1,225 eggs later

Discussion in 'Pets' started by marlingardener, Jan 1, 2013.

  1. Cayuga Morning

    Cayuga Morning Strong Ash Plants Contributor

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    MG & Carolyn--I had no idea that raising chickens on a "small" scale would be a money-losing proposition. It makes me appreciate even more our neighbors who sell eggs.
    I tried breeding parakeets for a time (their eggs are smaller than my thumb nail) & that was a money-losing proposition too. My kids loved it though, & so did I.
     
  2. carolyn

    carolyn Strong Ash

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    Yep, not a money maker, but they are good to eat (the eggs) and they do force me to go outside even if I don't want to...You get to socialize (since I don't work away from home)and you appreciate the eggs a whole lot more than the box from the store. I think anytime you produce a food to eat it is appreciated much more than store bought food...we don't waste it quite as quick, which I think is because it does taste better. I forgot to include labor in my figure in the earlier post....those were basic costs for materials only. :rolleyes: my husband cringes at the thought of the chickens...I keep telling him he is so fortunate that I don't have a passion for a horse....Hay here is $10.00 a bale right now :rolleyes: At least with the chickens they make an egg to eat or sell.
     
  3. marlingardener

    marlingardener Happy

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    Carolyn, you make a good point--our ladies' eggs do taste better, and socializing with the flock is definitely delightful.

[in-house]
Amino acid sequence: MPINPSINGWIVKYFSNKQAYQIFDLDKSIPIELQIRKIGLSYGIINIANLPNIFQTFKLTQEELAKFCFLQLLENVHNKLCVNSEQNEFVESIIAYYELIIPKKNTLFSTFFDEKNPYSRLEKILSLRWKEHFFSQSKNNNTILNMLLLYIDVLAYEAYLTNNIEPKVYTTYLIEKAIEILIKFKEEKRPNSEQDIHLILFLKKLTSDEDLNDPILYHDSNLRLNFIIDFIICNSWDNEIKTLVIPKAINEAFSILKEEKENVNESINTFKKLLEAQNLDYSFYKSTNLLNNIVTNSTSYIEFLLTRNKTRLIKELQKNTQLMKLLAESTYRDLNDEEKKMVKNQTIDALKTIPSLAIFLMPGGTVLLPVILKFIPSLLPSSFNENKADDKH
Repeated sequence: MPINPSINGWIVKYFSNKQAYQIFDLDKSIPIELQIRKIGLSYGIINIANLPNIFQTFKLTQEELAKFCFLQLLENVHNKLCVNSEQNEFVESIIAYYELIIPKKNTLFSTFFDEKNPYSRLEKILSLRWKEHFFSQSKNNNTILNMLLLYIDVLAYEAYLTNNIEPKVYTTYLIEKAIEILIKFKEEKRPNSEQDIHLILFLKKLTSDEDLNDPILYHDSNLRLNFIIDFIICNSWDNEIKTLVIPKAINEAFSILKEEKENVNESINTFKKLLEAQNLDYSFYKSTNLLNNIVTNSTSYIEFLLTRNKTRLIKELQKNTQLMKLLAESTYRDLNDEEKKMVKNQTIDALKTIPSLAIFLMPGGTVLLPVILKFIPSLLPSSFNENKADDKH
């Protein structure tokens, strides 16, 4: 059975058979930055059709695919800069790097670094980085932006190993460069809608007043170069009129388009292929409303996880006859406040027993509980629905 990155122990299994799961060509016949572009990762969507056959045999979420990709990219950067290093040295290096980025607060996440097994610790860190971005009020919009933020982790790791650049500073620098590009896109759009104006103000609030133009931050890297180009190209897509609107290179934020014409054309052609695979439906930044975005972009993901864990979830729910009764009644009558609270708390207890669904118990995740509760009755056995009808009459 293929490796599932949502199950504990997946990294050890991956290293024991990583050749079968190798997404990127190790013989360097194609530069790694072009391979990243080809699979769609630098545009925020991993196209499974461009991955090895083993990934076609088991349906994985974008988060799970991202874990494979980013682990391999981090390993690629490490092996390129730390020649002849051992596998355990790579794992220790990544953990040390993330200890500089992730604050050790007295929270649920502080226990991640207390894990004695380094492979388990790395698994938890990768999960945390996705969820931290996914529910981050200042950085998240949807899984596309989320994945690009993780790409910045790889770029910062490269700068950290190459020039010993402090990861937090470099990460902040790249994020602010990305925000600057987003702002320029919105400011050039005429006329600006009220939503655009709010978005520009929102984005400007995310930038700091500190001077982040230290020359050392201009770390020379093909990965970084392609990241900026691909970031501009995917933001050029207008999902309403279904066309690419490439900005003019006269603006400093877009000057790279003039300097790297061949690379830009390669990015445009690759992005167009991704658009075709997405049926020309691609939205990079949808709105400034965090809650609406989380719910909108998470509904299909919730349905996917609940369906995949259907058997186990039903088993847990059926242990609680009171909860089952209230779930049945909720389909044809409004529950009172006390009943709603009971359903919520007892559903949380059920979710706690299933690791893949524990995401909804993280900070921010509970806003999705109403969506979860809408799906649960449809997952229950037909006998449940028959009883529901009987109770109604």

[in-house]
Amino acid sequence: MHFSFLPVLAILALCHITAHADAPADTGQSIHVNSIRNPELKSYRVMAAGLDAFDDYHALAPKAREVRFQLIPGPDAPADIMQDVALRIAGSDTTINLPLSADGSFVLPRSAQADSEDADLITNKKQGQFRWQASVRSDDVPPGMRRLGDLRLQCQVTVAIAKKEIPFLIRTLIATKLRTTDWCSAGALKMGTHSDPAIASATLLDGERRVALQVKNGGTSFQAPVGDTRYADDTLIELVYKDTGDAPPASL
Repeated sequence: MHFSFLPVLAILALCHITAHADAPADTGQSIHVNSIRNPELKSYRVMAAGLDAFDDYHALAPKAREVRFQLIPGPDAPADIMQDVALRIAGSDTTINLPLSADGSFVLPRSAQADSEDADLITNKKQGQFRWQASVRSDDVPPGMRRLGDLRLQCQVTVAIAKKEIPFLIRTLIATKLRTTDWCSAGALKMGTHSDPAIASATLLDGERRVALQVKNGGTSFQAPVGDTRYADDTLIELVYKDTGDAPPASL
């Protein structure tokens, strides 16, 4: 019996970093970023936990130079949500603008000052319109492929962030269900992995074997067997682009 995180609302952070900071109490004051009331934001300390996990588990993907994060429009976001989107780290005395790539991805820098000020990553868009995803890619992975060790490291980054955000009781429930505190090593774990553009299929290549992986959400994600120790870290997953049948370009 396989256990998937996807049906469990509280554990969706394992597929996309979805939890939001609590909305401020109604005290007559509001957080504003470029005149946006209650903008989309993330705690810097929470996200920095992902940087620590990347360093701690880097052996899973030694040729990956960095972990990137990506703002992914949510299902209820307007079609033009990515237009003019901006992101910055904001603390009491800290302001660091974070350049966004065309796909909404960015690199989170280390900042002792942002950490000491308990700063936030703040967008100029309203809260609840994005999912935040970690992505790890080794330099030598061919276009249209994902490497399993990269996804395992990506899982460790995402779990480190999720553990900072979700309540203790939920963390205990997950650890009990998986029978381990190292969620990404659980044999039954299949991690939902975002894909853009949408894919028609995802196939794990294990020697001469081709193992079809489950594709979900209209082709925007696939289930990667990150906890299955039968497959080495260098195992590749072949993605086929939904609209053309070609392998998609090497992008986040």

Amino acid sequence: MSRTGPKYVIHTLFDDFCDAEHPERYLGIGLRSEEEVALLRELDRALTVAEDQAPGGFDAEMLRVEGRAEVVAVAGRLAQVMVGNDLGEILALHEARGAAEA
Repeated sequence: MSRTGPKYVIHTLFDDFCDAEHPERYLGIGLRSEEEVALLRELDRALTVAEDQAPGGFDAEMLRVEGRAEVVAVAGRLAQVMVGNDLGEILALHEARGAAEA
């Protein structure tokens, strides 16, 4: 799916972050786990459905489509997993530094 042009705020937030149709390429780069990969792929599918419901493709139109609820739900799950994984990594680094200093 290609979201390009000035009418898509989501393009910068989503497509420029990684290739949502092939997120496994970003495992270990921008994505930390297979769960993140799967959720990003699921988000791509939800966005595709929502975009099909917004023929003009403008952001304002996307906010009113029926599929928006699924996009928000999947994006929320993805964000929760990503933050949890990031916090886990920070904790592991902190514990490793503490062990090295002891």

I want a pair of mules. My granddaddy broke mules, and I've liked mules ever since. My husband says absolutely not--it was bad enough having the chicks in the guest bedroom until they were big enough to move outside. He balks at the thought of two baby mules wandering around the house. I can't think of anything money-making or beneficial to having mules. But I'm working on it . . . .
     
  4. carolyn

    carolyn Strong Ash

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    Jane, just git you a hitch and harness and plow the garden in the spring...that should do it.

    Honestly, even the Amish farmers will tell you (if they know you well enough to be this honest with you) that a horse is more costly than a tractor. So, I think you would be better off with out them Jane. Up here the cost of feeding them is outrageous, right now. Anyone who has hay isn't selling it, they are sitting on it to see where the prices are going to get to before unloading their haul....I have seen it advertised for $10.00 a bale on craigslist and between 5-8.oo per bale by the ton :eek: .
     



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